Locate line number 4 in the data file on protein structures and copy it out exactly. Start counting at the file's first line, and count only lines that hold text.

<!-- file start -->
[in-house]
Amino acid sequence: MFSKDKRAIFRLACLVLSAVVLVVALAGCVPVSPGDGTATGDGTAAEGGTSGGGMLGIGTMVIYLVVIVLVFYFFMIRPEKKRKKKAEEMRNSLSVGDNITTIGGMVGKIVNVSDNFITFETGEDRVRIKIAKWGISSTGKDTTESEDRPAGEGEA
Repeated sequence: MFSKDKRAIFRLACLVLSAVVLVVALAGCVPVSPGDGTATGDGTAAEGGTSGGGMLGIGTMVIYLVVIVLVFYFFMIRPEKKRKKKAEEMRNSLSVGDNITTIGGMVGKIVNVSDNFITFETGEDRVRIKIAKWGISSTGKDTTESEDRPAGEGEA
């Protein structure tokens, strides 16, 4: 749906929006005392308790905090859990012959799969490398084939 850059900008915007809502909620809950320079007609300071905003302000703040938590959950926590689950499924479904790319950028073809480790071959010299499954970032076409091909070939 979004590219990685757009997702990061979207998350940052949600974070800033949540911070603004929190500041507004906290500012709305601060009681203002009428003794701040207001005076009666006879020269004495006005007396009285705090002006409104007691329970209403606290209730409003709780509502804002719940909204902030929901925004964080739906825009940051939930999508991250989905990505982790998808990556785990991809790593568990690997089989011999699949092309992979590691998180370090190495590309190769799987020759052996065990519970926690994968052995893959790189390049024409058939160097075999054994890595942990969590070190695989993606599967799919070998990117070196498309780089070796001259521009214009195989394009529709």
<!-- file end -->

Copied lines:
């Protein structure tokens, strides 16, 4: 749906929006005392308790905090859990012959799969490398084939 850059900008915007809502909620809950320079007609300071905003302000703040938590959950926590689950499924479904790319950028073809480790071959010299499954970032076409091909070939 979004590219990685757009997702990061979207998350940052949600974070800033949540911070603004929190500041507004906290500012709305601060009681203002009428003794701040207001005076009666006879020269004495006005007396009285705090002006409104007691329970209403606290209730409003709780509502804002719940909204902030929901925004964080739906825009940051939930999508991250989905990505982790998808990556785990991809790593568990690997089989011999699949092309992979590691998180370090190495590309190769799987020759052996065990519970926690994968052995893959790189390049024409058939160097075999054994890595942990969590070190695989993606599967799919070998990117070196498309780089070796001259521009214009195989394009529709």